He believes that the goalkeeper position was the one that suffered the most structural changes in the last 30 years, requiring a permanent adaptation from the athlete. “Nowadays, it all depends on what the coach wants the goalkeeper to do. Does he want the goalkeeper to play short or long? In my case, for instance, I used to speak with José Mourinho and ask what he preferred. One day, we had a game against Liverpool, and I asked him directly about the way he needed David de Gea to play. If we decided to play long, Virgil van Dijk would win every duel. We could also use Romelu Lukaku, a physically strong player, to jump with him, but the full-backs would have to go deep to win the second balls. If you want to play short, defenders must have confidence in their goalkeeper. If they are not afraid to play that way, they surely will make a goalkeeper feel safe. A goalkeeper has to have a solid personality. When he makes a mistake, he cannot be afraid to repeat his actions on the pitch and merely want to kick the ball forward straight away. That greatly undermines the coach’s game model”, he commented.
The goalkeepers and their coaches are considered a micro-family within the larger family. They must nurture their relationships with respect, contributing to a desirable working environment in the dressing room. “My three goalkeepers always accompanied the team in match days and warmed up as if they were going to play. Imagine that a goalkeeper gets injured during the warm-up. The substitute has necessarily to play, which means I do not have any goalkeeper on the bench. What if he gets a red card? Where is his possible substitute? It happened to me once, against Newcastle. Peter Cech got injured, so Carlo Cudicini played, and Lenny Pidgeley went to the bench. As a precaution, I started taking three goalkeepers, and José Mourinho approved. Any club in the world does the same now. Sometimes, smaller teams do not, only because they cannot afford an additional meal or hotel accommodation”.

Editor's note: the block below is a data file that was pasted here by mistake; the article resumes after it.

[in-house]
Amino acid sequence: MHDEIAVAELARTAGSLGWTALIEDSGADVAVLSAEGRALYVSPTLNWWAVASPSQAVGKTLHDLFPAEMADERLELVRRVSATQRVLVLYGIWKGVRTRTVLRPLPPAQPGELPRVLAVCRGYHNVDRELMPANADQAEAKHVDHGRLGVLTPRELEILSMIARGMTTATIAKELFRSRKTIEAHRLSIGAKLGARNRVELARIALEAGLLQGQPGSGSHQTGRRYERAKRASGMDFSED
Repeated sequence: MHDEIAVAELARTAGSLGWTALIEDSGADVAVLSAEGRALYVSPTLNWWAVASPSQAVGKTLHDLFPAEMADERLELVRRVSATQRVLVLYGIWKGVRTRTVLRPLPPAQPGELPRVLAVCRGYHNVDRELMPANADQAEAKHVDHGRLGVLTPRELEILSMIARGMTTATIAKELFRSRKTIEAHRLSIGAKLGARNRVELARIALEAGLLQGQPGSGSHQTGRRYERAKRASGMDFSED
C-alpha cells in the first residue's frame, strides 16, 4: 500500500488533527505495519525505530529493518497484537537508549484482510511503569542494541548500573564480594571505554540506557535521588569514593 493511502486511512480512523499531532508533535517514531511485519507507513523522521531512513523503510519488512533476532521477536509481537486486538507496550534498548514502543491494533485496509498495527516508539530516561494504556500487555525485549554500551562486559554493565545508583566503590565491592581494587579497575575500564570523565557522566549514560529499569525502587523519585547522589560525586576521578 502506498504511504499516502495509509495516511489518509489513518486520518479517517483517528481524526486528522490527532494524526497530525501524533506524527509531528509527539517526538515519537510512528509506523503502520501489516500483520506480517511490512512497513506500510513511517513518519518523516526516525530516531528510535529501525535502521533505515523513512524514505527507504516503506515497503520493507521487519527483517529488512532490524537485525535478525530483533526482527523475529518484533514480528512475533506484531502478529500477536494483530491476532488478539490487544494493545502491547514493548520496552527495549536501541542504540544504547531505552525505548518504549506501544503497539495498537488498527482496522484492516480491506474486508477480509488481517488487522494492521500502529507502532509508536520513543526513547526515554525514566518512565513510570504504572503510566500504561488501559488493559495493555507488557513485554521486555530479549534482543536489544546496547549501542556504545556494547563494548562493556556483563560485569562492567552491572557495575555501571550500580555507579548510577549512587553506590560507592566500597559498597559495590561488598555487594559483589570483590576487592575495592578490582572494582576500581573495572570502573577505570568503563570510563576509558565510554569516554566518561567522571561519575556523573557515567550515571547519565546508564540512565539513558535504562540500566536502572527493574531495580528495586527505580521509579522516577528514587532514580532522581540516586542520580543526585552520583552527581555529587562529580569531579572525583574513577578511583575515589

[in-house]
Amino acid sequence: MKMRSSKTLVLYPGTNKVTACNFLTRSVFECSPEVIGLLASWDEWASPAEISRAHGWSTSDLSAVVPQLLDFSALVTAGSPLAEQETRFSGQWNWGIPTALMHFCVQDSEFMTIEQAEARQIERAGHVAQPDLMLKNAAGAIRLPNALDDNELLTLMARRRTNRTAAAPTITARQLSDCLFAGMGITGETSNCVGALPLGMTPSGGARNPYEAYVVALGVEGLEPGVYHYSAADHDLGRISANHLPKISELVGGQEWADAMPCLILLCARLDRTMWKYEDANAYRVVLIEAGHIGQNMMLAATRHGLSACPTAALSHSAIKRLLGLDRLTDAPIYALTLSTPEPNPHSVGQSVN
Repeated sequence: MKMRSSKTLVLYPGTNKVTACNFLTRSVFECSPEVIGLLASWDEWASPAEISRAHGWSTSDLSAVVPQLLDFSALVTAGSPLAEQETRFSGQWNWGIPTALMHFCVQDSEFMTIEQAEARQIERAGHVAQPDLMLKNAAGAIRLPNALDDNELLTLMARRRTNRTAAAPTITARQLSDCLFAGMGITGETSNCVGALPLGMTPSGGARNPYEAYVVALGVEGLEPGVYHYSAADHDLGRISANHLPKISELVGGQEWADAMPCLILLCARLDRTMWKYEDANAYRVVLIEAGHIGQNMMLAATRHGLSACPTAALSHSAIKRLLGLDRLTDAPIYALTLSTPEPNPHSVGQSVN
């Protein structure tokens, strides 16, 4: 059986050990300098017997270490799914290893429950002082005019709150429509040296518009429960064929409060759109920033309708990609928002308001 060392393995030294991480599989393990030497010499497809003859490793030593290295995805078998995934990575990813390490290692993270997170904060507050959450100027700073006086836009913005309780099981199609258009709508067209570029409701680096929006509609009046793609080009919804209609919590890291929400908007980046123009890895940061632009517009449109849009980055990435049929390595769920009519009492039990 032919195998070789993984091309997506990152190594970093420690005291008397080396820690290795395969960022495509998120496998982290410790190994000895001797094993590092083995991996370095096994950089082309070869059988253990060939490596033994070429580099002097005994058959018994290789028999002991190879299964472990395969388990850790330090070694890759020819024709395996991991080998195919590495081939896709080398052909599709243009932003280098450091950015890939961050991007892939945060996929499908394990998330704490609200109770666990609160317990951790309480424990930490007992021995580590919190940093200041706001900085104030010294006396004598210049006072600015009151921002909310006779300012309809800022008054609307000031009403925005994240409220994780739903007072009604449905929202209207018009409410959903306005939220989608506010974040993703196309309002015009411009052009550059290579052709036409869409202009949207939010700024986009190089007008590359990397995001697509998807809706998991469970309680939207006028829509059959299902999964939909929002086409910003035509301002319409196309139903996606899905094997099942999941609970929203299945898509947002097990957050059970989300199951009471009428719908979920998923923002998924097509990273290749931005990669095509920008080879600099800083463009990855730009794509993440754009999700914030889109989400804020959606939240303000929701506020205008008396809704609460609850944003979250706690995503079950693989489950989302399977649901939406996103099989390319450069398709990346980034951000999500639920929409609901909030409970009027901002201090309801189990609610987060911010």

The differences in English and Italian training methodologies are undeniable for him. “In Italy, the work is very technical, unlike England, which has endless shots on goal. An English goalkeeper coach usually kicks the ball the entire training. I cannot see a goalkeeper defending 30 or 40 shots! The worst thing that can happen to a player is knowing that he is going to do the exact thing he did in previous training sessions. He loses motivation and does not perform properly on the pitch”.
Silvino started designing and documenting all his training exercises since his journey as a goolkeeper coach has begun.
You may think that an exercise I developed in 2001 is already outdated, but it is not. I still can adjust it so that it remains valid for 2021. However, there were many other exercises I have idealized at that time and now I just think ‘How was it possible? What kind of coach was I?’. In a single month, I have produced almost 1800 footwork exercises, complemented with four defenders and two midfielders working. We cannot stop improving”.
The height of a goalkeeper is a feature often discussed as an imperative factor in his future success. Nevertheless, Silvino dismisses it as decisive. “Tall goalkeepers? Sometimes, they are there to show some respect. Logically, a goalkeeper with 1.87 or 1.88 meters may have the ideal height. At 1.94 or 1.95 meters, he may express some difficulties in terms of lateral speed. But one with 1.82 or 1.83 meters cannot be considered bad”.